Long negotiations finally led to the conclusion of a new Intergovernmental Agreement on the continuation of cooperation in the field of geological exploration and oil and gas production on the continental shelf of the south of SRV within the framework of the Vietsovpetro joint venture, which, from January 1, 1991, was supposed to operate on the principles of cost accounting, self-financing and self-sufficiency.
The joint venture was empowered to conclude contracts for the supply of equipment, materials and services necessary for production and economic activities.
Moreover, the areas of activity of both parties were divided, the rent for the use of land, water and sea spaces, the amount of taxes, distribution of profits and the statutory fund were determined. The agreement was extended by 9 years.
What was once created as an act of support by the Soviet Union for a friendly state has taken on a new form of work in accordance with world economic standards. Thanks to the discovery of massive oil deposits at the White Tiger, Vietnam’s economy began to gain momentum in the 1990s. Active production, development of the deposit infrastructure and further development of new offshore deposits have turned the world view of Vietnam upside down. Foreign companies began to invest in the Socialist Republic of Vietnam. Even the Americans could not resist – in 1994, the USA lifted the embargo against SRV, and in 1995 established diplomatic relations with Hanoi. New oil and gas deposits began to appear on the shelf map, but none of them managed to repeat the success of the White Tiger.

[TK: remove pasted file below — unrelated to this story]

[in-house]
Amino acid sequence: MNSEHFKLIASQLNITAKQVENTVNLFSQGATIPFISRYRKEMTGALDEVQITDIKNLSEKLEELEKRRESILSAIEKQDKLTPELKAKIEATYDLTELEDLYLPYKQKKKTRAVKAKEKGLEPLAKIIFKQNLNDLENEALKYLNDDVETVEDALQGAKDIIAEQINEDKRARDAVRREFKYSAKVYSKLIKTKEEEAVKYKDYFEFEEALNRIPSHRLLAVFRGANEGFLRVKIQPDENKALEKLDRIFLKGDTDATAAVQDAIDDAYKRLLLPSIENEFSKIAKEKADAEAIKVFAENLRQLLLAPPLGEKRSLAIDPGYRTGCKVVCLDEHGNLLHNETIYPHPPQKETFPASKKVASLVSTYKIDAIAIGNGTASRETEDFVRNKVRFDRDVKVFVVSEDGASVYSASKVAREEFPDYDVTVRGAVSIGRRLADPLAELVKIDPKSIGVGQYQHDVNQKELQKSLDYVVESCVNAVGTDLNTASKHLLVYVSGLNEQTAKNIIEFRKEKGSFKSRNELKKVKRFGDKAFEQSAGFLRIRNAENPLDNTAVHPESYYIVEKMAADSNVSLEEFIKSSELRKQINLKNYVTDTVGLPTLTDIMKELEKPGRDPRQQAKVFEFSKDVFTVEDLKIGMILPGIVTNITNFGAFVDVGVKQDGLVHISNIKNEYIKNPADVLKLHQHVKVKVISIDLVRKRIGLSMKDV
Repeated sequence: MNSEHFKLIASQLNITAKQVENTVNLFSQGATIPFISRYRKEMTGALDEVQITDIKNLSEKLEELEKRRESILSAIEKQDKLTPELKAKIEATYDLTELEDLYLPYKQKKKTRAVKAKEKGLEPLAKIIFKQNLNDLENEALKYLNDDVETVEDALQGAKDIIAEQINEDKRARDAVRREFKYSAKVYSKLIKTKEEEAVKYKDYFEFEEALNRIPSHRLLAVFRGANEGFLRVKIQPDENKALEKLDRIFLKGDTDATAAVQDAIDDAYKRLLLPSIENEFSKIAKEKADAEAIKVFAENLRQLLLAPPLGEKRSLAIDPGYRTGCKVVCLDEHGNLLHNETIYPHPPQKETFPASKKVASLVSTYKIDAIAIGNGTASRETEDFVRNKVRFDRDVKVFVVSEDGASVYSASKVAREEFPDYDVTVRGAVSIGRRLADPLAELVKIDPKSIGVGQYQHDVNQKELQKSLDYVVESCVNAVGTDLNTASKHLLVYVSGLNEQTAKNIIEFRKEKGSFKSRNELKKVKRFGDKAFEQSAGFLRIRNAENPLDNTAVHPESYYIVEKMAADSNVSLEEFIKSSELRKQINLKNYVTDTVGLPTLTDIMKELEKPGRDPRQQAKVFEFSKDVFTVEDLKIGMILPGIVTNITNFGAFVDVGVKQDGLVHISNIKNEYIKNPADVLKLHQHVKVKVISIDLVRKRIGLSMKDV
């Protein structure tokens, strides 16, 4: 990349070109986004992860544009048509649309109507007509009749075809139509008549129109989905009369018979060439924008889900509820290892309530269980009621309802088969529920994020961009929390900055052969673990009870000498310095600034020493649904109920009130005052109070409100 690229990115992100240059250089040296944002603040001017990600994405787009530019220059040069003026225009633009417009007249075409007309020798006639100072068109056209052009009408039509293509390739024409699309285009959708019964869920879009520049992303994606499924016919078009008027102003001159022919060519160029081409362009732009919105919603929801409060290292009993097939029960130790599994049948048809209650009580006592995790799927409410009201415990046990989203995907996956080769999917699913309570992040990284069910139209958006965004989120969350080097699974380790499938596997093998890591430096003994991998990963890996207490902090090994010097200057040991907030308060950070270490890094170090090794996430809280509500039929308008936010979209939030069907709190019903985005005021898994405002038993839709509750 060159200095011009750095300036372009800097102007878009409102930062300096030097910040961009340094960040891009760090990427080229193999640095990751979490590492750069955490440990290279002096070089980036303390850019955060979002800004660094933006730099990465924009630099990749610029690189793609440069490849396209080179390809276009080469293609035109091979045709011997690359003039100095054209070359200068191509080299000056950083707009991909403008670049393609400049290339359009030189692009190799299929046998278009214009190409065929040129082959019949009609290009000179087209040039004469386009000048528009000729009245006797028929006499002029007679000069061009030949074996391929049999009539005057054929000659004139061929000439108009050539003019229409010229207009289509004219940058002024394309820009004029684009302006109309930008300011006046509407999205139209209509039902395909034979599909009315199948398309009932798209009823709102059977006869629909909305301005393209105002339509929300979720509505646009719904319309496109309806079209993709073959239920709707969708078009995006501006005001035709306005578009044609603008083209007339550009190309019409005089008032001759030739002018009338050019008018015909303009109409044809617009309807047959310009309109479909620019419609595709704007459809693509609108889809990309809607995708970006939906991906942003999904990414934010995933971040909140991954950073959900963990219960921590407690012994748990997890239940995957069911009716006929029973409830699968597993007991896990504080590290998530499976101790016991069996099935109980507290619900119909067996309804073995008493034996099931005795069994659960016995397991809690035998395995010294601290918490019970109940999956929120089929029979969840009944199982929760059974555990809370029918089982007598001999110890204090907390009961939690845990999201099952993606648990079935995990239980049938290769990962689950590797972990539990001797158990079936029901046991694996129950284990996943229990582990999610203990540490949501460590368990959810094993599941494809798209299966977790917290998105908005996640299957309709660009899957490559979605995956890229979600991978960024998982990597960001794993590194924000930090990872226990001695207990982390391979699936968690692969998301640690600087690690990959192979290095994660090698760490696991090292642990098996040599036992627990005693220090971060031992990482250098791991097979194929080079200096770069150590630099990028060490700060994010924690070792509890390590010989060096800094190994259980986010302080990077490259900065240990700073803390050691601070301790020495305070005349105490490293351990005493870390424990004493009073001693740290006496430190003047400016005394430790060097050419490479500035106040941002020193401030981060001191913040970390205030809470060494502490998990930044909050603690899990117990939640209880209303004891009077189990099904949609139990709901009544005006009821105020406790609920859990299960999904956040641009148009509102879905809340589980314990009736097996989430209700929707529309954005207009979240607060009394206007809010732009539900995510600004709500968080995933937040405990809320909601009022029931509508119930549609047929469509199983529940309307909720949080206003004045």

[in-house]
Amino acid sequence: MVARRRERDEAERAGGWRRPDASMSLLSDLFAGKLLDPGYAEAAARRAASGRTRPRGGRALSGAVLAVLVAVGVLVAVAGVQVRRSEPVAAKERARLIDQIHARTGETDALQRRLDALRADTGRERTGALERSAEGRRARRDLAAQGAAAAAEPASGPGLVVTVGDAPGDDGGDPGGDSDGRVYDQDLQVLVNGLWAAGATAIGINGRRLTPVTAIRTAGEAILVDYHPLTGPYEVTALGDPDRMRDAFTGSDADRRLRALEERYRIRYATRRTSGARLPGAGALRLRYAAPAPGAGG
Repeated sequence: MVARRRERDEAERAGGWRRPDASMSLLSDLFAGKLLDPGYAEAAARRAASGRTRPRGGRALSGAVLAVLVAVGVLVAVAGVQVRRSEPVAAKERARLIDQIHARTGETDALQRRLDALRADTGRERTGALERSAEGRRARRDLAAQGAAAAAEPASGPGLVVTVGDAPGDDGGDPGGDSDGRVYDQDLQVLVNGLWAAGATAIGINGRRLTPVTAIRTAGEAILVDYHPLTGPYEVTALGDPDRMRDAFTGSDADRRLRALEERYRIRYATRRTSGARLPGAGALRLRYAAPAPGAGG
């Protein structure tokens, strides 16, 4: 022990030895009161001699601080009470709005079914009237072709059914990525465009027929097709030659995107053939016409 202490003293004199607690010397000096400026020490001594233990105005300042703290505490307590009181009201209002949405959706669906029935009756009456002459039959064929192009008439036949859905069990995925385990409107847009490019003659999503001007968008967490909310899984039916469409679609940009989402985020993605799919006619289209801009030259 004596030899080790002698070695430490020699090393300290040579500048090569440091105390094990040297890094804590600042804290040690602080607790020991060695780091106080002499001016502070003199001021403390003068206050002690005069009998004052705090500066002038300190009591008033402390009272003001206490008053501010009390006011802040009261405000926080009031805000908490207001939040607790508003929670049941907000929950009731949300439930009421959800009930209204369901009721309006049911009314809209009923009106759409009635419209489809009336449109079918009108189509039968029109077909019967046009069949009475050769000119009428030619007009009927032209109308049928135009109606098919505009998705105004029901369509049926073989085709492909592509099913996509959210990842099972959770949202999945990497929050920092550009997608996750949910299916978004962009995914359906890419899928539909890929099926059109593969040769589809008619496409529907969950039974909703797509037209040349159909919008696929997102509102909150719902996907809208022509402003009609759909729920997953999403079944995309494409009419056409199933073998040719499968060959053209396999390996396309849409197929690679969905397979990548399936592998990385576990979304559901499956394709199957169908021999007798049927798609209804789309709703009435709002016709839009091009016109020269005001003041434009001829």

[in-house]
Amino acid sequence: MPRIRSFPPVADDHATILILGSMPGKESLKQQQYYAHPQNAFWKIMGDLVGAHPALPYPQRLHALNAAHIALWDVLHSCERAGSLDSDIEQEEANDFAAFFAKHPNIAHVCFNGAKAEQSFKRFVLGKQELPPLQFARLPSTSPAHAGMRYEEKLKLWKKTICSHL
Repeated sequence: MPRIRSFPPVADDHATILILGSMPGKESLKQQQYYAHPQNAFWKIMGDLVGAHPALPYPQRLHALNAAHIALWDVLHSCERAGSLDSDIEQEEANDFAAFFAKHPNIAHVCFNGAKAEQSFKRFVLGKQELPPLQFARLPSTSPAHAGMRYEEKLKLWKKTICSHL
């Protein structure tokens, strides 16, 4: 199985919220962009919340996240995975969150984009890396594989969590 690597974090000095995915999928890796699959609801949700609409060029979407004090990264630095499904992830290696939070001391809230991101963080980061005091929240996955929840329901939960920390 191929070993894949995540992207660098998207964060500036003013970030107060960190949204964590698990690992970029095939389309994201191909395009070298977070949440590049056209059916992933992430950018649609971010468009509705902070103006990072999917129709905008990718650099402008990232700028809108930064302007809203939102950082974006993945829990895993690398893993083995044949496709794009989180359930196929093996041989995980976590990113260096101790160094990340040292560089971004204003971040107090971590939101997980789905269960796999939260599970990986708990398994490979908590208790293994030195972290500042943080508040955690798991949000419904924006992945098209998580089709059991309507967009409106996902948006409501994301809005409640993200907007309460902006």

In the early 2000s, JV Vietsovpetro produced about 80% of all oil in Vietnam.
Many new industries throughout the country began to develop at the expense of the resources and scientific base of the White Tiger: electricity, information technology, mechanical engineering, assembly and assembly work, construction and repair of drilling platforms, communications and communications, banking, shipping and the petrochemical industry. In 1995, the construction was completed and the first offshore gas pipeline was put into operation, which supplied associated gas to the Phu My nitrogen fertilizer plant.